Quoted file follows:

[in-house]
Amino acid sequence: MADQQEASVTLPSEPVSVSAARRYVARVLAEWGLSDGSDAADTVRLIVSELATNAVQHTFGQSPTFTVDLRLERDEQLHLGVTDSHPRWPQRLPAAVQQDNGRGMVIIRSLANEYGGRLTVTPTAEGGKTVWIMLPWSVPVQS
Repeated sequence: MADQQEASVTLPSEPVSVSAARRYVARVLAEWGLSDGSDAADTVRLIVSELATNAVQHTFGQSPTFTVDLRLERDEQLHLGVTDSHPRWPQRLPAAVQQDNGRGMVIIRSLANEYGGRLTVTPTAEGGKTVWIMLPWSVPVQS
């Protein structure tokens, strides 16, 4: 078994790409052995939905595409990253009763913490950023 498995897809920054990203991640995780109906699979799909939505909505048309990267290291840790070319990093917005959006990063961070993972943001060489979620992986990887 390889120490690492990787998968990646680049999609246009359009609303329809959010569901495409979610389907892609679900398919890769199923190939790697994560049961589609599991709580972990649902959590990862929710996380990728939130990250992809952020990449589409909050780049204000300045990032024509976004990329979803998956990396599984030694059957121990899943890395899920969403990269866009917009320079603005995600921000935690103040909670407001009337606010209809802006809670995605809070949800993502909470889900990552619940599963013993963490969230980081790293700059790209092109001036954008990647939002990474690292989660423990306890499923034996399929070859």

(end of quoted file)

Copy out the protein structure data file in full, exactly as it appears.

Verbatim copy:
[in-house]
Amino acid sequence: MADQQEASVTLPSEPVSVSAARRYVARVLAEWGLSDGSDAADTVRLIVSELATNAVQHTFGQSPTFTVDLRLERDEQLHLGVTDSHPRWPQRLPAAVQQDNGRGMVIIRSLANEYGGRLTVTPTAEGGKTVWIMLPWSVPVQS
Repeated sequence: MADQQEASVTLPSEPVSVSAARRYVARVLAEWGLSDGSDAADTVRLIVSELATNAVQHTFGQSPTFTVDLRLERDEQLHLGVTDSHPRWPQRLPAAVQQDNGRGMVIIRSLANEYGGRLTVTPTAEGGKTVWIMLPWSVPVQS
């Protein structure tokens, strides 16, 4: 078994790409052995939905595409990253009763913490950023 498995897809920054990203991640995780109906699979799909939505909505048309990267290291840790070319990093917005959006990063961070993972943001060489979620992986990887 390889120490690492990787998968990646680049999609246009359009609303329809959010569901495409979610389907892609679900398919890769199923190939790697994560049961589609599991709580972990649902959590990862929710996380990728939130990250992809952020990449589409909050780049204000300045990032024509976004990329979803998956990396599984030694059957121990899943890395899920969403990269866009917009320079603005995600921000935690103040909670407001009337606010209809802006809670995605809070949800993502909470889900990552619940599963013993963490969230980081790293700059790209092109001036954008990647939002990474690292989660423990306890499923034996399929070859």